Eat better, eat local
Why and how do we eat better and eat local?
There is unequivocal evidence that we need to increase landscape biodiversity, relocalise supply and eat less meat in order to improve the sustainability of our food system. What we now need are opportunities to grow more food through agroecological methods, to transport and distribute this food to everyone, and to learn about what to do with planet-friendly produce. Collectively, growing more, wasting less and cooking with the seasons could give us the nutrients we need to maintain a healthy sustainable diet, full of wholefoods and low on processed. And it would slow the acceleration caused by capitalism.
Investing our money in initiatives that support this change are crucial. New innovations, like smart urban farming, and local retailers, like Better Food, help to support such diets when convenience is required. Meanwhile education at schools and in the community around growing, cooking, preserving and storing food can instil more long-term behavioural changes at home. For instance, having the skills to make sauerkraut could bring much needed nutrition to northern climates during the hunger gap.
Local, most of the time
On occasion, we may wish to supplement our diets during the hunger gap with foods from Europe. Imported food should be grown outdoors (as opposed to energy-intensive greenhouses), are traded fairly and which support local economies. If these foods support people’s livelihoods and are more environmentally friendly then it may be worth in our investment on occasion. Citrus, for instance, in addition to providing Vitamin C, is important for prolonging the life of certain foods and for cleaning and deodorising. You can’t get that with cabbage.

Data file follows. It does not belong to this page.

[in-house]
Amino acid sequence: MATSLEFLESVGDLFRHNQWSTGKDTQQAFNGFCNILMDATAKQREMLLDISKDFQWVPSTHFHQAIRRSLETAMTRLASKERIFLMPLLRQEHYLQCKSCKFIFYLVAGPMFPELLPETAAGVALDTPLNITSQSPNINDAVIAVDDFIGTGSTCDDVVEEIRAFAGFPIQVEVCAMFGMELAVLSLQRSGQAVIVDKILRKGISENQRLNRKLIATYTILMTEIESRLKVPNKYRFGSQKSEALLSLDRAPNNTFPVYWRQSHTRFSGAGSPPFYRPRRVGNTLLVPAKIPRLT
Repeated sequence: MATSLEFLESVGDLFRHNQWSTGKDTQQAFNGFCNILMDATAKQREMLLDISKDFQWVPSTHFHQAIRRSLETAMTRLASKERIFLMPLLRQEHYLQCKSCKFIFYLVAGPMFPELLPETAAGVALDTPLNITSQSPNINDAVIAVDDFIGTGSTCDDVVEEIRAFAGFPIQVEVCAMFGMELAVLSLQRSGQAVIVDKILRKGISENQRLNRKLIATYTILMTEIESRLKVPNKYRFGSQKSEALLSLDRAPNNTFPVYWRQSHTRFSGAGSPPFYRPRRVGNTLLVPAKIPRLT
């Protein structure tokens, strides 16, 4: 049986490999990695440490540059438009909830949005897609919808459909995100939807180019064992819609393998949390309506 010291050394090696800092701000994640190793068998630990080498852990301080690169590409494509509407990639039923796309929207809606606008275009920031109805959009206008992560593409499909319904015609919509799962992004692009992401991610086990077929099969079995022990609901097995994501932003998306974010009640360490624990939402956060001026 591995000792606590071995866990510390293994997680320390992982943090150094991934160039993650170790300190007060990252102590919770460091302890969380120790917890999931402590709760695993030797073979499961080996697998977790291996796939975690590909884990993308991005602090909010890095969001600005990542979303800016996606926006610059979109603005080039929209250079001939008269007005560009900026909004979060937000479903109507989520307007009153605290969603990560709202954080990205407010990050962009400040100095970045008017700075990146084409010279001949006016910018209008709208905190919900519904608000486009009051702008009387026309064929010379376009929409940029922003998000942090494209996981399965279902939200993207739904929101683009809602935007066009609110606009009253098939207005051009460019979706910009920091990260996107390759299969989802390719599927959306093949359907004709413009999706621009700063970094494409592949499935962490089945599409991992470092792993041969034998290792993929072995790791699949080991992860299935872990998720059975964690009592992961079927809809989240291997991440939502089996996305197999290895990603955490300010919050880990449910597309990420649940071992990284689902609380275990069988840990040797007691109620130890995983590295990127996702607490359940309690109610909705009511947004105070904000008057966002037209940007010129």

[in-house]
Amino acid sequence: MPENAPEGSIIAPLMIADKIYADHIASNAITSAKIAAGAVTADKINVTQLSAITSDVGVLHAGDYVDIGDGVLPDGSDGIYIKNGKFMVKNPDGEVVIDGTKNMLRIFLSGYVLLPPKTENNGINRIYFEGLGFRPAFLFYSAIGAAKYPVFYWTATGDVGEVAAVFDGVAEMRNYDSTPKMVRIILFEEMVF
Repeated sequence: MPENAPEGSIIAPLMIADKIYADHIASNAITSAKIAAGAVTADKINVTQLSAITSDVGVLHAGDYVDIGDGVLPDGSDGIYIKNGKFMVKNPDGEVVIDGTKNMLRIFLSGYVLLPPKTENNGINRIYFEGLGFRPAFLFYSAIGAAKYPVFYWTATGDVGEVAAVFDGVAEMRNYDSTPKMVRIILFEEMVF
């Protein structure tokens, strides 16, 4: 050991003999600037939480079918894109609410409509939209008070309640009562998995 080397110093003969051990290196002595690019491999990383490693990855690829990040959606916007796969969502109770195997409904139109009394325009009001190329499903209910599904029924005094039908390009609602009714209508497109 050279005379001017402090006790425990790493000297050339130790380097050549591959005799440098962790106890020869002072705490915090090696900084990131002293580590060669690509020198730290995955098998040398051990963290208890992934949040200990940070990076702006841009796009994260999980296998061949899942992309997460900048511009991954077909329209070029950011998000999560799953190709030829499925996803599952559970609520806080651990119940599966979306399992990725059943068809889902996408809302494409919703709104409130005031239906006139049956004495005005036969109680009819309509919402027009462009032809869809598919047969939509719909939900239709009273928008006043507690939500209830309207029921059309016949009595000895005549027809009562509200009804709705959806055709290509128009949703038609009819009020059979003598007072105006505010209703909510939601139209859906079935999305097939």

Ultimately, we have to make our decisions based on the best evidence and on our values and preferences.
For more research on the health benefits of citrus, see the FAO website. Citrus can be grown outdoors in Britain and brought inside for winter. So it is a great plant to consider if you have the space at home. Commercially there are no organic UK suppliers we know of. So currently Better Food source our citrus from Hector of Biovergel in Spain. At 1,300 miles from farm to shop they are not exactly local, but this is important to highlight as we continue discussions on what it means to ‘eat better, eat local’. We ensure that food is ethically sourced, and local and organic where possible. For healthy diets, perhaps local may need to vary depending on the seasons. In the meantime, we should find ways to increase local supply and educate on seasonal eating.
The food system is complex, and many challenges lie ahead. We at Better Food hope that we can offer some insight into these issues. And as always, we appreciate your input. If you would like to contribute to our blog series or share news that you think is worth sharing, then comment below. Alternatively, send us an email: firstname.lastname@example.org